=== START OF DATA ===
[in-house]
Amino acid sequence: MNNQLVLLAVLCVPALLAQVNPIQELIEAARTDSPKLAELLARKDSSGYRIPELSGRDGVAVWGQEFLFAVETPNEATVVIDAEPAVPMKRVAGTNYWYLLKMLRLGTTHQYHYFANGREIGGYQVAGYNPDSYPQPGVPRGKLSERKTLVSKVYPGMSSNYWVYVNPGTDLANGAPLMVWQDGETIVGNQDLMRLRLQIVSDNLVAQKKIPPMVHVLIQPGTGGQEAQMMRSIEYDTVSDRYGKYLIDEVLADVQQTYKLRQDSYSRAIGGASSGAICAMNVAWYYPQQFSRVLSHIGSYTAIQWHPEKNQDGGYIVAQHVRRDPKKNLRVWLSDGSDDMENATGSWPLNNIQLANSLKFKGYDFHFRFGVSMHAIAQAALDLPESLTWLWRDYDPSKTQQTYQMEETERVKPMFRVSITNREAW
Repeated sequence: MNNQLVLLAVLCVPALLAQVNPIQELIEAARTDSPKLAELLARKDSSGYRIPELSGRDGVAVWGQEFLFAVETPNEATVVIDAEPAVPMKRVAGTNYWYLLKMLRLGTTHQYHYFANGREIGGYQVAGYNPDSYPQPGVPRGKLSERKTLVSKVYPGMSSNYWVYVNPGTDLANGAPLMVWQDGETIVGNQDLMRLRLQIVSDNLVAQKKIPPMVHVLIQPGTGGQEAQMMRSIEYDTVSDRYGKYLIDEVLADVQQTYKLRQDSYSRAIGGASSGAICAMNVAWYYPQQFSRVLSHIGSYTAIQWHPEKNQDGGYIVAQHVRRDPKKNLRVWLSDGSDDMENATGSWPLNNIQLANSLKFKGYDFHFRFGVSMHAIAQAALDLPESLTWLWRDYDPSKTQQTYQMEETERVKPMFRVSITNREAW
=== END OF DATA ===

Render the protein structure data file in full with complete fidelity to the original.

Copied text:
[in-house]
Amino acid sequence: MNNQLVLLAVLCVPALLAQVNPIQELIEAARTDSPKLAELLARKDSSGYRIPELSGRDGVAVWGQEFLFAVETPNEATVVIDAEPAVPMKRVAGTNYWYLLKMLRLGTTHQYHYFANGREIGGYQVAGYNPDSYPQPGVPRGKLSERKTLVSKVYPGMSSNYWVYVNPGTDLANGAPLMVWQDGETIVGNQDLMRLRLQIVSDNLVAQKKIPPMVHVLIQPGTGGQEAQMMRSIEYDTVSDRYGKYLIDEVLADVQQTYKLRQDSYSRAIGGASSGAICAMNVAWYYPQQFSRVLSHIGSYTAIQWHPEKNQDGGYIVAQHVRRDPKKNLRVWLSDGSDDMENATGSWPLNNIQLANSLKFKGYDFHFRFGVSMHAIAQAALDLPESLTWLWRDYDPSKTQQTYQMEETERVKPMFRVSITNREAW
Repeated sequence: MNNQLVLLAVLCVPALLAQVNPIQELIEAARTDSPKLAELLARKDSSGYRIPELSGRDGVAVWGQEFLFAVETPNEATVVIDAEPAVPMKRVAGTNYWYLLKMLRLGTTHQYHYFANGREIGGYQVAGYNPDSYPQPGVPRGKLSERKTLVSKVYPGMSSNYWVYVNPGTDLANGAPLMVWQDGETIVGNQDLMRLRLQIVSDNLVAQKKIPPMVHVLIQPGTGGQEAQMMRSIEYDTVSDRYGKYLIDEVLADVQQTYKLRQDSYSRAIGGASSGAICAMNVAWYYPQQFSRVLSHIGSYTAIQWHPEKNQDGGYIVAQHVRRDPKKNLRVWLSDGSDDMENATGSWPLNNIQLANSLKFKGYDFHFRFGVSMHAIAQAALDLPESLTWLWRDYDPSKTQQTYQMEETERVKPMFRVSITNREAW